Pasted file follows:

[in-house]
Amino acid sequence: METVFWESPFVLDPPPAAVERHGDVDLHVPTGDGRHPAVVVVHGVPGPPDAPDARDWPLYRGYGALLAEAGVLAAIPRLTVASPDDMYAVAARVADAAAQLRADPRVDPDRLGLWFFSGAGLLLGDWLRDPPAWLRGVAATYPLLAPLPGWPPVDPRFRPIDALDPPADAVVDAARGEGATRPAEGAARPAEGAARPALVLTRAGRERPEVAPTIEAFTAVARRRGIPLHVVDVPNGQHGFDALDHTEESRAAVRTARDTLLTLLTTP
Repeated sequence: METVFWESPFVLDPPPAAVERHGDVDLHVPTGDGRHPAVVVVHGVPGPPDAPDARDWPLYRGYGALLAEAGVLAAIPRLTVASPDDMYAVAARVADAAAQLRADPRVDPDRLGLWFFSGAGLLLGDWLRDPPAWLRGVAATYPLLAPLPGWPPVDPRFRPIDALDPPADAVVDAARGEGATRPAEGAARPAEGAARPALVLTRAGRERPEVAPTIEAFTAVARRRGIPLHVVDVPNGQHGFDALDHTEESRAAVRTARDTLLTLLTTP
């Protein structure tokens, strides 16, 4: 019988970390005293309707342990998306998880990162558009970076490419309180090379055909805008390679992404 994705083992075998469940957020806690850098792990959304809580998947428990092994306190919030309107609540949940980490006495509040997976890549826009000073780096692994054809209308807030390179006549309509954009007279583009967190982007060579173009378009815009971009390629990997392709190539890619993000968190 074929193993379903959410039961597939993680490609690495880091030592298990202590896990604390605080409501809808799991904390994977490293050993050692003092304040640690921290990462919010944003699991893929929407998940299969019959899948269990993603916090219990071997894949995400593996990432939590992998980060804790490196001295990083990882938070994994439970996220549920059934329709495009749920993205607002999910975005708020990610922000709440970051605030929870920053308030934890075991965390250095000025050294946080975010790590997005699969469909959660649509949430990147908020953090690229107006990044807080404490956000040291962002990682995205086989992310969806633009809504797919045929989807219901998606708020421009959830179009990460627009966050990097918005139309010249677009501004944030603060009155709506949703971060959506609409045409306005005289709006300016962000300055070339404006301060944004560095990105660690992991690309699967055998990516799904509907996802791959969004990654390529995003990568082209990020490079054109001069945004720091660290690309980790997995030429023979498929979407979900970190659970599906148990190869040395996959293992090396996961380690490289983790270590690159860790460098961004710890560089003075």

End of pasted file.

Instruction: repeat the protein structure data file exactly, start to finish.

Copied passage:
[in-house]
Amino acid sequence: METVFWESPFVLDPPPAAVERHGDVDLHVPTGDGRHPAVVVVHGVPGPPDAPDARDWPLYRGYGALLAEAGVLAAIPRLTVASPDDMYAVAARVADAAAQLRADPRVDPDRLGLWFFSGAGLLLGDWLRDPPAWLRGVAATYPLLAPLPGWPPVDPRFRPIDALDPPADAVVDAARGEGATRPAEGAARPAEGAARPALVLTRAGRERPEVAPTIEAFTAVARRRGIPLHVVDVPNGQHGFDALDHTEESRAAVRTARDTLLTLLTTP
Repeated sequence: METVFWESPFVLDPPPAAVERHGDVDLHVPTGDGRHPAVVVVHGVPGPPDAPDARDWPLYRGYGALLAEAGVLAAIPRLTVASPDDMYAVAARVADAAAQLRADPRVDPDRLGLWFFSGAGLLLGDWLRDPPAWLRGVAATYPLLAPLPGWPPVDPRFRPIDALDPPADAVVDAARGEGATRPAEGAARPAEGAARPALVLTRAGRERPEVAPTIEAFTAVARRRGIPLHVVDVPNGQHGFDALDHTEESRAAVRTARDTLLTLLTTP
């Protein structure tokens, strides 16, 4: 019988970390005293309707342990998306998880990162558009970076490419309180090379055909805008390679992404 994705083992075998469940957020806690850098792990959304809580998947428990092994306190919030309107609540949940980490006495509040997976890549826009000073780096692994054809209308807030390179006549309509954009007279583009967190982007060579173009378009815009971009390629990997392709190539890619993000968190 074929193993379903959410039961597939993680490609690495880091030592298990202590896990604390605080409501809808799991904390994977490293050993050692003092304040640690921290990462919010944003699991893929929407998940299969019959899948269990993603916090219990071997894949995400593996990432939590992998980060804790490196001295990083990882938070994994439970996220549920059934329709495009749920993205607002999910975005708020990610922000709440970051605030929870920053308030934890075991965390250095000025050294946080975010790590997005699969469909959660649509949430990147908020953090690229107006990044807080404490956000040291962002990682995205086989992310969806633009809504797919045929989807219901998606708020421009959830179009990460627009966050990097918005139309010249677009501004944030603060009155709506949703971060959506609409045409306005005289709006300016962000300055070339404006301060944004560095990105660690992991690309699967055998990516799904509907996802791959969004990654390529995003990568082209990020490079054109001069945004720091660290690309980790997995030429023979498929979407979900970190659970599906148990190869040395996959293992090396996961380690490289983790270590690159860790460098961004710890560089003075």